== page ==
Means that no sample had a 0-microsecond latency, 76961522 samples had a 1-microsecond latency, 31486427 samples had a 2-microsecond latency, etc. See the comments in the code for an explanation of what is measured.
Attachments
Screen Shot 2018-12-10 at 5.39.52 PM.png
Screen Shot 2018-12-10 at 5.39.52 PM.png (45.89 KiB) Viewed 2880 times

tjrob
Posts: 33
Joined: Tue Feb 19, 2013 5:31 pm

Re: Solution: Dedicating one core to a real-time process

Tue Dec 11, 2018 2:48 am

The code attachment got lost. Here it is.

I also forgot to show how to build the latency program:

Code: Select all

g++ -o latency latency.cc Realtime.cc -lpigpio -lpthread
Attachments
code.tgz
(6.01 KiB) Downloaded 106 times

User avatar
Joel_Mckay
Posts: 289
Joined: Mon Nov 12, 2012 10:22 pm
Contact: Website

Re: Solution: Dedicating one core to a real-time process

Wed Dec 12, 2018 7:13 am

Guaranteed latency OS like LinuxRT essentially install a program as a kernel module.
;-)
Our clubs rc1 variant of Stretch with this kernel will be out Dec. 28, 2018 (includes many updates):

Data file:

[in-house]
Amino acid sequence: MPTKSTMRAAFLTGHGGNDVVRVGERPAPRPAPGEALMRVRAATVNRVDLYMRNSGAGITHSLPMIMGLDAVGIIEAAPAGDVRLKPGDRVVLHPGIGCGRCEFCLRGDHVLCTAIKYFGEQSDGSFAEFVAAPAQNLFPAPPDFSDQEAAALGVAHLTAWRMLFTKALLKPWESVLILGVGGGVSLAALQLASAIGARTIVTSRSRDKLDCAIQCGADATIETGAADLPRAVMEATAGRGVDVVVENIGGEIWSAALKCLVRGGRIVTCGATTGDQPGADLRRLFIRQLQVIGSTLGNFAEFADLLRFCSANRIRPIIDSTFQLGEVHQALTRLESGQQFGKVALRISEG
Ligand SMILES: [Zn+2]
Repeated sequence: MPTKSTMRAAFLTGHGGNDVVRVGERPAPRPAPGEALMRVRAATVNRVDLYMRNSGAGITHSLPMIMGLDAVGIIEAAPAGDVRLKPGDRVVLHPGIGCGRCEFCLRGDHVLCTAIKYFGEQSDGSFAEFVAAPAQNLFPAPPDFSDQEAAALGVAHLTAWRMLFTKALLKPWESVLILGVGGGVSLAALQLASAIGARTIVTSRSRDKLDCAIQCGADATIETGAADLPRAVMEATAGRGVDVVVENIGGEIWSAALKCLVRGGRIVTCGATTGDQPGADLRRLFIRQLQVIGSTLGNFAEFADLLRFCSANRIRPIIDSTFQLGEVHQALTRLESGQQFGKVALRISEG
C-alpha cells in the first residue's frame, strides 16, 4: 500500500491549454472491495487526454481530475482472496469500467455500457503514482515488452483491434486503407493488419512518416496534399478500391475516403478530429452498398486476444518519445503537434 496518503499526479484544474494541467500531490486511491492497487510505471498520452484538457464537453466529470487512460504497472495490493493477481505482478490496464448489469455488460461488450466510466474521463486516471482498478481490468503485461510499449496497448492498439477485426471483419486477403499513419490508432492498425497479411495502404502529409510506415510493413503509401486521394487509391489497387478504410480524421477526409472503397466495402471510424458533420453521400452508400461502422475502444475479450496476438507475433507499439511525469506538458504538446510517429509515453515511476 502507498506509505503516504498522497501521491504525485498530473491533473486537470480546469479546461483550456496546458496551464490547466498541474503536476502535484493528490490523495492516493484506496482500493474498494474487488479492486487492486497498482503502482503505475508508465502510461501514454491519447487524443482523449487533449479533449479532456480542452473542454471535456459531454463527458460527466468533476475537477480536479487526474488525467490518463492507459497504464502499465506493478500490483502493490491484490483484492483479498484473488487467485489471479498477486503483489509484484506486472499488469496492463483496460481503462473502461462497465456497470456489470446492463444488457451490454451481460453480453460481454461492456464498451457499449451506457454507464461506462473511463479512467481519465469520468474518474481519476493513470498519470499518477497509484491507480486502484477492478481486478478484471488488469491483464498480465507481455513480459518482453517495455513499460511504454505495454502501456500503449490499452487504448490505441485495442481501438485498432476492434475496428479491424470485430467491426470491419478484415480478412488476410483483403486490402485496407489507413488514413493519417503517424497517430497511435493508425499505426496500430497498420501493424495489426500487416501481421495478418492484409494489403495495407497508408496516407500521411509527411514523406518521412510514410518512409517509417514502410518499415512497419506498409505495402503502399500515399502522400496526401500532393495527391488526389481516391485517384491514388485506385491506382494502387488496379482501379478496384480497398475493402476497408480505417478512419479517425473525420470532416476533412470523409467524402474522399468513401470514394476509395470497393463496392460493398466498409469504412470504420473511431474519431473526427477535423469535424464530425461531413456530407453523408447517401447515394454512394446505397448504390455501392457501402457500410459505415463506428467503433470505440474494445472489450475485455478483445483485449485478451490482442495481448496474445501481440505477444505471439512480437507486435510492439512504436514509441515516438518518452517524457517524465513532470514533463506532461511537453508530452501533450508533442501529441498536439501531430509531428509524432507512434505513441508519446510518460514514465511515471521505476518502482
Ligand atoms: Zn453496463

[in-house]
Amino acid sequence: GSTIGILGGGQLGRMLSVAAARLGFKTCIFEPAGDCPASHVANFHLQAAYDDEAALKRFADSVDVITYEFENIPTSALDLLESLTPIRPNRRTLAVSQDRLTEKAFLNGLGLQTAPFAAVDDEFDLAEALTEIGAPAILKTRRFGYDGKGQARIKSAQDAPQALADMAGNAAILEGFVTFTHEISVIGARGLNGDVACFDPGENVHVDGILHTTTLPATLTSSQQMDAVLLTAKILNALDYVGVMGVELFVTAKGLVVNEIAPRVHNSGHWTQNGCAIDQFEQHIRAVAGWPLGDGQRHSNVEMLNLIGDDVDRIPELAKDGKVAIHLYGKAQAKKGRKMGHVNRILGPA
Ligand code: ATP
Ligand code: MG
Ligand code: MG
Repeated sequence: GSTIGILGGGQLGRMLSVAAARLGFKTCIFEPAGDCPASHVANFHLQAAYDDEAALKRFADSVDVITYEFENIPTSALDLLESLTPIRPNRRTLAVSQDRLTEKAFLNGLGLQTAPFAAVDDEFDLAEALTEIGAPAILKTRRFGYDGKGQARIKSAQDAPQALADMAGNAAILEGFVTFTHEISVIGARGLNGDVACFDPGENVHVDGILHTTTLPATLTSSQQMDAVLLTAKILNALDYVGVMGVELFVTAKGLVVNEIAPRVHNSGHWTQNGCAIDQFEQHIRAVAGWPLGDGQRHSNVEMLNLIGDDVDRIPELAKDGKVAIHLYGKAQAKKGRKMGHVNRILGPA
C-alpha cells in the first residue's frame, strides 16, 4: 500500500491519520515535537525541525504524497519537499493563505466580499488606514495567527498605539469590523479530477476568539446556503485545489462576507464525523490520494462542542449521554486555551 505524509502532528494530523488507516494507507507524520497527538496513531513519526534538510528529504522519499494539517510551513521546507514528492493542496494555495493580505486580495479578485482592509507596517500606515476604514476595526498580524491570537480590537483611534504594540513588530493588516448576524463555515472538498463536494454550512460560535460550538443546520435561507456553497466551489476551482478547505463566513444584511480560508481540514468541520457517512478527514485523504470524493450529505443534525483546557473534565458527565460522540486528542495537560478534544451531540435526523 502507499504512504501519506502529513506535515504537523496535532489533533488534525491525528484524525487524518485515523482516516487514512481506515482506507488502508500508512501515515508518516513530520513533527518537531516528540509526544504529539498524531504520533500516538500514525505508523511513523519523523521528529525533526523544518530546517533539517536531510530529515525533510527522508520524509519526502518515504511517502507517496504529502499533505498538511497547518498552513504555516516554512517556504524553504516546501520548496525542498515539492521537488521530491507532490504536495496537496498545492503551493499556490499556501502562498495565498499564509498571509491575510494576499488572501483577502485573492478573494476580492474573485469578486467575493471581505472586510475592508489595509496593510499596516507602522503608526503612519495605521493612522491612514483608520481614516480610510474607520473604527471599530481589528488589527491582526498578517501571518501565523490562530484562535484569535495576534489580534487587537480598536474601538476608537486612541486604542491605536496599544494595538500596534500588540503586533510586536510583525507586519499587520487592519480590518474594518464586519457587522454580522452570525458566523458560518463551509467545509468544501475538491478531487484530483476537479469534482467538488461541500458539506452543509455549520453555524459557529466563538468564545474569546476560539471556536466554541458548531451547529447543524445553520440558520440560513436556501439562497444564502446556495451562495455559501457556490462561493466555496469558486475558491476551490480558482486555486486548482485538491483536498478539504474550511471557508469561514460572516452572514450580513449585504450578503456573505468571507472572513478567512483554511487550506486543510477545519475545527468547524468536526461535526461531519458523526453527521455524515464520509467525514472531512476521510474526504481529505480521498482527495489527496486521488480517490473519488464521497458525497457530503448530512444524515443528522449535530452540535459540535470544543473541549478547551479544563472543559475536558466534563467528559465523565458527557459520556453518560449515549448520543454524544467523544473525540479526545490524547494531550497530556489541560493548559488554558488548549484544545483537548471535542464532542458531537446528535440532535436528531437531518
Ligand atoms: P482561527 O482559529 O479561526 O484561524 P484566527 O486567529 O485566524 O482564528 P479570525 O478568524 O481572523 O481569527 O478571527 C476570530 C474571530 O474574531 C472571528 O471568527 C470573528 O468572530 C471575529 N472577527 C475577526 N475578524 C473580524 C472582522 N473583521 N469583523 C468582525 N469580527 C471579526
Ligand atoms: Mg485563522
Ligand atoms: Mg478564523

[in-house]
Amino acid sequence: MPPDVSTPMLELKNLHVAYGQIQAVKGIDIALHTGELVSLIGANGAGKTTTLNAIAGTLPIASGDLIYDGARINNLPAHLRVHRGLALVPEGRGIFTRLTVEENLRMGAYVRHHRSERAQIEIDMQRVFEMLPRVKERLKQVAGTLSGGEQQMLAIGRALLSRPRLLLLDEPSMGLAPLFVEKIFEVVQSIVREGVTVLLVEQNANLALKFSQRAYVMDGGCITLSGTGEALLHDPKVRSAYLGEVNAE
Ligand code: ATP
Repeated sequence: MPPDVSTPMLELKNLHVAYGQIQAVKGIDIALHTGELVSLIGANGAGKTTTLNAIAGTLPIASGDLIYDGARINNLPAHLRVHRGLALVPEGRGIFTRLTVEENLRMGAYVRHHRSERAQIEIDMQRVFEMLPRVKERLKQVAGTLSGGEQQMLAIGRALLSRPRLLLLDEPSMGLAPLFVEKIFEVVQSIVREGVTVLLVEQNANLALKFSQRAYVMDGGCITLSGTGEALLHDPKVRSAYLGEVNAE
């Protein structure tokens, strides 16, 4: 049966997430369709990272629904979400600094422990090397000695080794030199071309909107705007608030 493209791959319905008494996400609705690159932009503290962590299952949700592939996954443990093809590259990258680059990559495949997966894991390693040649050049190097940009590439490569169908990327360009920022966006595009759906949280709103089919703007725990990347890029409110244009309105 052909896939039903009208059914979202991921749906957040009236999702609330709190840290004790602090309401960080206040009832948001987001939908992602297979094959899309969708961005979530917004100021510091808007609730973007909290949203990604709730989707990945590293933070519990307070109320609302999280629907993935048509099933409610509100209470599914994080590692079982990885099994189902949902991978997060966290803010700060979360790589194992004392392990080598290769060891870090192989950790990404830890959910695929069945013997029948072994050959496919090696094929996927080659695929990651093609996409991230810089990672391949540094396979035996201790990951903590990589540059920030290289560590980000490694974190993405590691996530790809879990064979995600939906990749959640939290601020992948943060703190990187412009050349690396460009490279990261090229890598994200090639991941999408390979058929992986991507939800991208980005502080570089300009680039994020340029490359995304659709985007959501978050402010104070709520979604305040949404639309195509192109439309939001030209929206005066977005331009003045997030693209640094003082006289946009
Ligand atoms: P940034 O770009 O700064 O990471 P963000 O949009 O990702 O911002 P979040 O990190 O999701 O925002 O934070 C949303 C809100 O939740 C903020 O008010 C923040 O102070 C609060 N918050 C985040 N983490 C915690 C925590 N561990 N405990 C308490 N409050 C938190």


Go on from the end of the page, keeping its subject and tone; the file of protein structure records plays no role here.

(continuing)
https://sourceforge.net/projects/microm ... pberry-pi/

Cheers,
J

tjrob
Posts: 33
Joined: Tue Feb 19, 2013 5:31 pm

Re: Solution: Dedicating one core to a real-time process

Sun Dec 23, 2018 1:02 am

That latency program doesn't actually do anything in the real-time process. In particular, it does not do the fprintf(socket, ...). Actually using it, I learned what should have been obvious -- network flow control can back up and block the fprintf(), causing it to miss samples.

Fortunately there is a simple fix: split the program into two threads, the real-time thread that takes samples, and an IO thread that writes to the socket. Connect them via a thread-safe queue. Have the real-time thread set its CPU affinity to CPU 3, and the IO thread to CPUs 0,1,2; both need real-time priority.